July 15, 2022 1:56 pm

National Park Service- About 85% of wildfires are human-caused. Those are from
“campfires left unattended, the burning of debris, equipment use & malfunctions,
negligently discarded cigarettes, and intentional acts of arson.”

I’m guessing that powerlines are included in “equipment use & malfunctions”
h/t Kip Hansen

PG&E will bury 10k mi of powerlines to reduce fire potential. They also can
use drones to inspect lines & towers.

David Elstrom
July 15, 2022 11:45 am

The (propaganda) media doesn’t “wrongly blame climate change.” It knows the truth and cooperates in the climate change deception perpetrated by the fascistic global elite.

Bryan A
Reply to  David Elstrom
July 15, 2022 12:25 pm

That’s because most of the major media outlets are owned by those same fascist elitists

Reply to  David Elstrom
July 15, 2022 6:32 pm

If it bleeds it leads! The MSM is about profits at any cost. Goebels would be proud!

Reply to  David Elstrom
July 18, 2022 3:31 pm

They blame climate change. They are wrong. Ipso facto, they “wrongly blame climate change”. They are knowingly pushing a false narrative rather than striving for accuracy and failing, but either way they are wrong to blame climate change.

Dr. Jimmy Vigo
July 15, 2022 12:02 pm

Did they mention that the sequoia trees for survival require burning in really hot fire? Extinguishing fire at Yosemite Park can actually kill the trees chances of survival. The own Californian government has a web page explaining this natural biology:

Mike Dubrasich
Reply to  Dr. Jimmy Vigo
July 15, 2022 5:27 pm

Really hot fires k*ll 1,200 yo Sequoias. There is NO shortage of seedlings. An individual tree can produce over a million seeds every year. Giant Sequoias are not going extinct for lack of fire.

We don’t need to incinerate 1,200 yo trees to “save” the species.
The gummit website is baloney. Do not trust the Agencies. They lie constantly.

Reply to  Dr. Jimmy Vigo
July 18, 2022 3:39 pm

Sequoias depend on cool (comparatively speaking) fires clearing out the undergowth to make room for their offspring. The mature trees are nearly impervious to low burning fires. A really hot fire can damage the tree from shallow spreading roots to needles, cones, and branches. Burning off or clearing out the fuel load before a “really hot fire” can be sustained is actually the whole idea.

July 15, 2022 12:58 pm

The media NEVER tell you the truth, they only ever talk about what they are paid to talk about !!! Never trust the “media” !!!

Reply to  Sylvia
July 16, 2022 12:11 am

The Misleadia

Reply to  Redge
July 16, 2022 5:02 am

That’s a great term!

Mike Dubrasich
July 15, 2022 5:47 pm

Mr. Burnett, You are doing a great job. Your essays are wonderful. You have my complete support.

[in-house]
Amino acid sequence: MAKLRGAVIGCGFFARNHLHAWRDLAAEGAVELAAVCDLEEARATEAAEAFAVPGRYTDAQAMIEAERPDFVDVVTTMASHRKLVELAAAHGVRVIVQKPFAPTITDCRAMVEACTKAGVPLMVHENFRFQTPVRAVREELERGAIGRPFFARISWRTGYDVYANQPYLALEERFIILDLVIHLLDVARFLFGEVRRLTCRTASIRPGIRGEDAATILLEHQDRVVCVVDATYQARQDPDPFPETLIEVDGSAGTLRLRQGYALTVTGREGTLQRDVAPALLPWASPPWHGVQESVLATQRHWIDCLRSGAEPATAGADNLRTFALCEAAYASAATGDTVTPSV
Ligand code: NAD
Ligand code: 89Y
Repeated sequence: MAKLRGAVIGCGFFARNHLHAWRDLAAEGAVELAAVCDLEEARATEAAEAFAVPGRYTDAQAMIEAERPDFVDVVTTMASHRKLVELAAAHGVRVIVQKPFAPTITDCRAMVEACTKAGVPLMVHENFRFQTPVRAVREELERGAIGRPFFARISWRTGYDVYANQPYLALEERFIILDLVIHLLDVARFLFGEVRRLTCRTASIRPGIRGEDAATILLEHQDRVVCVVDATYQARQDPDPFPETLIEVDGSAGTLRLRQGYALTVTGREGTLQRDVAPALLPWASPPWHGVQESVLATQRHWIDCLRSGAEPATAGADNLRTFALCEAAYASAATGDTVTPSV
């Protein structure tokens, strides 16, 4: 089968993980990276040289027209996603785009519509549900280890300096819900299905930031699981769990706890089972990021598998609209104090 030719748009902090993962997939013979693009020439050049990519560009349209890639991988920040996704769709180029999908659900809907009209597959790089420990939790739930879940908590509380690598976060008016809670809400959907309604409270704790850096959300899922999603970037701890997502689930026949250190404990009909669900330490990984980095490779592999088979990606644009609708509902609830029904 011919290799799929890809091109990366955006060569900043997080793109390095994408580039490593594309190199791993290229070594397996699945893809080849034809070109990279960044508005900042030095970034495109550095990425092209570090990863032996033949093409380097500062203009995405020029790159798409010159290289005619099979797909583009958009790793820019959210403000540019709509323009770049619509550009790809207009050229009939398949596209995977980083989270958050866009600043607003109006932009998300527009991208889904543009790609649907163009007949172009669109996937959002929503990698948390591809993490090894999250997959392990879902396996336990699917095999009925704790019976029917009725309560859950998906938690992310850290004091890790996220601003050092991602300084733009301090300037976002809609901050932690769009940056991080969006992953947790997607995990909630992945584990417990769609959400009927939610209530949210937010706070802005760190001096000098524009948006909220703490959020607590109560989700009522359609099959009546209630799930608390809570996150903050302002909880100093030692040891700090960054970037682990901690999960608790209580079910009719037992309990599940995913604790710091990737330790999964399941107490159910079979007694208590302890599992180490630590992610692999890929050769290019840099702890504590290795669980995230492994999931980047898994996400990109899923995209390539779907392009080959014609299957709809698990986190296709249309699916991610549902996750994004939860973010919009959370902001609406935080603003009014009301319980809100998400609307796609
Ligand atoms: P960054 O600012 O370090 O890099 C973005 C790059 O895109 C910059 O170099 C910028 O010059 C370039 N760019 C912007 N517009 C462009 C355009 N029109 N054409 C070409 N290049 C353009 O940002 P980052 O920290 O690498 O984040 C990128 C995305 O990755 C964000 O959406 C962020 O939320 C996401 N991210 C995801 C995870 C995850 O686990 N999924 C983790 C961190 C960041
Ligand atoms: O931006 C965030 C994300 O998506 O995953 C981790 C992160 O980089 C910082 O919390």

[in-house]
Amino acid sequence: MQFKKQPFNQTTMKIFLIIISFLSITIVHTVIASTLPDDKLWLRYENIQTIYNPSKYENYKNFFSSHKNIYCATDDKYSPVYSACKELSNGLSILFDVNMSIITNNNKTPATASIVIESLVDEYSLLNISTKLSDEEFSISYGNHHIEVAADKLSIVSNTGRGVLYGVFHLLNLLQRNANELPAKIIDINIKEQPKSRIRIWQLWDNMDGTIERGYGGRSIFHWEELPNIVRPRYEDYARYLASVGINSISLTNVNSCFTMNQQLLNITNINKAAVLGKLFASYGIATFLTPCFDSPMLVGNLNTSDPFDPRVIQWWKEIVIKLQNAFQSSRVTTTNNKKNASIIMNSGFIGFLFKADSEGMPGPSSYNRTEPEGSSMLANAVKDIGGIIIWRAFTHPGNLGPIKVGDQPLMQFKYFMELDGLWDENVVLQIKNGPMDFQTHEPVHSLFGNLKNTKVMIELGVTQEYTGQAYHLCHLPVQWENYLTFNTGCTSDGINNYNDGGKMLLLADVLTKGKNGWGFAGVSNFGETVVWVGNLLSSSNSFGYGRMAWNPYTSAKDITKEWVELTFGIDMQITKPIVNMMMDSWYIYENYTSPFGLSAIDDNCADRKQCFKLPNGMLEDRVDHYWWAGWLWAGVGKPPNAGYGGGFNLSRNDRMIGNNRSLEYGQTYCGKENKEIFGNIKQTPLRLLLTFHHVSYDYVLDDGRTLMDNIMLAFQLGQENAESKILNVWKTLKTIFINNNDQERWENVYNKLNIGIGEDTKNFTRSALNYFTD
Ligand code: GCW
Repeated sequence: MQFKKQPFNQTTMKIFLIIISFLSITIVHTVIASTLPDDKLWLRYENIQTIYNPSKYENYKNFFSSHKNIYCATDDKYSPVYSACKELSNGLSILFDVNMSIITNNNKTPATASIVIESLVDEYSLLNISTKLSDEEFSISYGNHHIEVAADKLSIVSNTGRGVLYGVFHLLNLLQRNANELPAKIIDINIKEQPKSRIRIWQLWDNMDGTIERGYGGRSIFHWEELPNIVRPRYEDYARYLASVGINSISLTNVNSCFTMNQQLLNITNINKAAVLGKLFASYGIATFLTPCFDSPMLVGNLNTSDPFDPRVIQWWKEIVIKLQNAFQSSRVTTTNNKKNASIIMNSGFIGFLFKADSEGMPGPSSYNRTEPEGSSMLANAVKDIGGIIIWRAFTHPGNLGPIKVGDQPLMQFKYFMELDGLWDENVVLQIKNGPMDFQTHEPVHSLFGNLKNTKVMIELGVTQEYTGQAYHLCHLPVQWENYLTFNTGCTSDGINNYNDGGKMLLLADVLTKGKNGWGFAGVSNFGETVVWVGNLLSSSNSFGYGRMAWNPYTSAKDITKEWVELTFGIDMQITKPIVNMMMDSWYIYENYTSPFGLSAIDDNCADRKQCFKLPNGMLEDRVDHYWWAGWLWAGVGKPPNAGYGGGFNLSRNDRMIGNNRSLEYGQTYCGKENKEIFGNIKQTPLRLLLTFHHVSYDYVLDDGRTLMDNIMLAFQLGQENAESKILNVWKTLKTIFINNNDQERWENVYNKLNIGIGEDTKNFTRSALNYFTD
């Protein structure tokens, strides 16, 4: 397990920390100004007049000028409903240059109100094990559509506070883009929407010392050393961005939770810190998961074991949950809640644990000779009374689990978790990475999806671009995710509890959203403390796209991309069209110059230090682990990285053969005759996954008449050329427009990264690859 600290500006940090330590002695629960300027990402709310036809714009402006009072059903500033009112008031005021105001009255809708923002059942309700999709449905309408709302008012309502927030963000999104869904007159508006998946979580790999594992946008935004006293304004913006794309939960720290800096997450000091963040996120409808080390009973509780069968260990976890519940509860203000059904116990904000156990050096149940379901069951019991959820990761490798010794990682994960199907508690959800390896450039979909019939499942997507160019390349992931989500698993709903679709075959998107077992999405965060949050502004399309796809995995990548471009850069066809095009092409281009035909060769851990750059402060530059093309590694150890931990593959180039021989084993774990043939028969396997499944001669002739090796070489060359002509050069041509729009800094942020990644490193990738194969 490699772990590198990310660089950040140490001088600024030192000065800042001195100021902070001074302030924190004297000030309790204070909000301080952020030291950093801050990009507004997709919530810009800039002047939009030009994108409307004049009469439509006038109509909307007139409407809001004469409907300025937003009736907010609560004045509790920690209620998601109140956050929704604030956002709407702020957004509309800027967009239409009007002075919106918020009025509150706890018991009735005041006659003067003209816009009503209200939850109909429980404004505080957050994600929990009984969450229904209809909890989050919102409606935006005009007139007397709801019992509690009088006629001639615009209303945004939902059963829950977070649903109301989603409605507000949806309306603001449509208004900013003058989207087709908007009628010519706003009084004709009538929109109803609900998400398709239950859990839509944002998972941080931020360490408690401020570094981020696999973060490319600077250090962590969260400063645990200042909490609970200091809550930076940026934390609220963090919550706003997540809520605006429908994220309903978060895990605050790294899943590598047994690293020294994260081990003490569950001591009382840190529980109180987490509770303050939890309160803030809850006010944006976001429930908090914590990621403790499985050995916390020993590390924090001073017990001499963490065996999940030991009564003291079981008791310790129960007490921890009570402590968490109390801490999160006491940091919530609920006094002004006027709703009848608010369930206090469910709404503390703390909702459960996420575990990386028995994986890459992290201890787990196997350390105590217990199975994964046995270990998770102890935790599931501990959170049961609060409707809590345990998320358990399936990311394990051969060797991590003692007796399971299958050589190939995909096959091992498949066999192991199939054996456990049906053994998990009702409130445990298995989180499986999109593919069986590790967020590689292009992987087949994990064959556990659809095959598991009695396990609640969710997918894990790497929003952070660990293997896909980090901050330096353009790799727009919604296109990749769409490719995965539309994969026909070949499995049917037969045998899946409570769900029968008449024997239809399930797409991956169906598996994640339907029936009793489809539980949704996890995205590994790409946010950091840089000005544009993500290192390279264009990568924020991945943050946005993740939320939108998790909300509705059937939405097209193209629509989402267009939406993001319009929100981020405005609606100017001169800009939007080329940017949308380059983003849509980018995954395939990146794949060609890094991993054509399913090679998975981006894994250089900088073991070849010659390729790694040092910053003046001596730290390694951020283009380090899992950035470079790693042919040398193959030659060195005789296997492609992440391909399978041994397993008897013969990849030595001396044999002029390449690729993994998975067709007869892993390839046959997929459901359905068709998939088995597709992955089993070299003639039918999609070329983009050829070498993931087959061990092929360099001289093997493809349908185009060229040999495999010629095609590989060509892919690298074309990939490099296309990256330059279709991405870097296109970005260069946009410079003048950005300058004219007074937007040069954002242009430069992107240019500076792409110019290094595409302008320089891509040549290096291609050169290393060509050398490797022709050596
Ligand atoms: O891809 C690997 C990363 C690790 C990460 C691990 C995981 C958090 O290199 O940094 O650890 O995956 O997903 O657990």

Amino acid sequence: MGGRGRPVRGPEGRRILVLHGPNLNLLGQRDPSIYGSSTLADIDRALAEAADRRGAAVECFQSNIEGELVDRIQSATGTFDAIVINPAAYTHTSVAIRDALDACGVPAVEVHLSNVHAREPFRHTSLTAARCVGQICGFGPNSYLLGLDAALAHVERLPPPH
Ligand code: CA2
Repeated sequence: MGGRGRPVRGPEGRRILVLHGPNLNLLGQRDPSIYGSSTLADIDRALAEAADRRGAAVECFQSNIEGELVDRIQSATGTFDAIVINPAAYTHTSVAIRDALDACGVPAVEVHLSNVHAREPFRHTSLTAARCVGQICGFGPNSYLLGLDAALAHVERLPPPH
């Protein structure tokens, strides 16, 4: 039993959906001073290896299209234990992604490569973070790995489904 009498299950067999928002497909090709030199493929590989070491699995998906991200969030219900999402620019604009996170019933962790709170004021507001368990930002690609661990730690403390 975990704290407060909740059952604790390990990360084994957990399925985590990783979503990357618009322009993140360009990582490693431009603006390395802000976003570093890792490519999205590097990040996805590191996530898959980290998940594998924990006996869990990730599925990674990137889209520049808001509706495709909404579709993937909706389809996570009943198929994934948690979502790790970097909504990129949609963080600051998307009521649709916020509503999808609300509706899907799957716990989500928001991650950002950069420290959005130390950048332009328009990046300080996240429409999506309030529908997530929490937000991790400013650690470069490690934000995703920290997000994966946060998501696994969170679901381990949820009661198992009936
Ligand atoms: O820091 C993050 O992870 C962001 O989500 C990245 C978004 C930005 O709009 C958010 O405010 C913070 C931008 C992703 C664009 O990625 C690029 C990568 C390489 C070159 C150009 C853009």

That being said, your statements above regarding the spotted owl/barred owl relationship were wrong. Barred owls are not “driving out” spotted owls. They do not predate (eat) spotted owls. They are two varietals of the same species. They interbreed.

Please check your sources. Aren’t they (your sources) the selfsame mendacious wi-bi’s who have been lying their heads off re spotted owls for 30 years? The same quacks who inflicted a “plan” to “save” the owls that destroyed an industry, cost tens of billions per year for 30 years, robbed the PNW economy and residents, and caused a 90% owl population crash?

The failures of the eco-loons are catastrophic. Their veracity is non-existent. Nothing they say is true. They have a vicious political agenda that taints their “science”, which is totally fabricated myth and claptrap.

Please, question authority — especially authorities whose failures are manifest.

July 16, 2022 12:20 am

Carrington/Sporers’ work an excel graph spliced on

July 16, 2022 1:22 am

According to the BBC the ban on nitrogen fertiliser in Sri Lanka was lifted after a few months and has nothing to do with the fertiliser ban.

July 16, 2022 3:55 am

and the floods in Yellowstone… they were climate change too.

Reply to  griff
July 18, 2022 3:51 pm

Not sure what you’re intending here. Is it truly your belief that fires and floods in the West are some how a change from prior times (years, decades, centuries, millennia)? (Hint, not since the last Ice Sheet). Or were you uncharacteristically making a sarcastic remark about how the wholly ridiculous contention that wildfire in the Sierra Nevada being caused by a climate change is as ridiculous as blaming flooding in the Rockies on climate change?

July 16, 2022 6:17 am

“That changed over much of the country – however – with the Kyoto protocol. Maintenance of open woodland was discouraged. Prescribed burning was included in emissions – wildfires were not.”

Australian hydrologists Robert Ellison

Last edited 2 months ago by aaron
July 16, 2022 6:25 am

You’re not even half right. The 30y HadSST3 follows the 109y SN with an 11y lag @ r=.95.